Archive for the ‘URI Multiregion Blogs’ Category

Pesach / Passover and Dr. Mohammed Dajani of Wasatia

Tuesday, August 26th, 2014

Dear Friends,

As we Jews prepare for our Pesach/Passover Seder and the re-telling of our experience of Moses leading our exodus from slavery in Egypt, we are deeply mindful of the freedom we Jews now experience in our land, and in the various countries we live — and the need to liberate ourselves from all that continues to oppress us – internally and externally. 

 In this atmosphere, I share with you the below two recent articles about our courageous colleague Dr. Mohammed Dajani who led a group of Palestinian students on an inspiring visit to Auschwitz – and has suffered much criticism as a result. Here are the links, and the text is below: 

We are acutely aware that we are at a crossroads in the fateful peace negotiations taking place between the Palestinians and the Israelis.  We are also aware of the need for both peoples to liberate ourselves from those that fan the hatred and vengeance that enslave us, and prevent us from finding ways to trust and live in harmony.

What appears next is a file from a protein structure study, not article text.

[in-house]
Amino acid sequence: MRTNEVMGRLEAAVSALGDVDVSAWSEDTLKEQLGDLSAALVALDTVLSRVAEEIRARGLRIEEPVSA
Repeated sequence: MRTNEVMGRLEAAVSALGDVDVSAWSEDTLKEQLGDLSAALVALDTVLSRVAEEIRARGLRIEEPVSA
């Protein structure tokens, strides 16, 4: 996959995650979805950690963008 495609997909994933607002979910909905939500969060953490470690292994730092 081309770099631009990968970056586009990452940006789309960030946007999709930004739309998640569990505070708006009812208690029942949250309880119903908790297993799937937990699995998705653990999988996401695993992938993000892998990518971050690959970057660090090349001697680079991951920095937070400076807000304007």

Dr. Mohammed told me:  “Please help us let the world know that the Israeli people and the Palestinian people want peace and reconciliation.”  

We need the whole world to support us equally to find our paths to peace. 

We bless ourselves and everyone to continually find ways to lead ourselves and others out of the slavery of hatred and fear with their endless cycles of violence.  We bless ourselves and everyone to enjoy the sweet fruits of liberation from all the binds us and blinds us.  

For centuries, we end our seder saying “Next year in Jerusalem”.  I bless us that next year we will gather together in a Jerusalem of peace and harmony. 

Blessings and love,


Elana Rozenman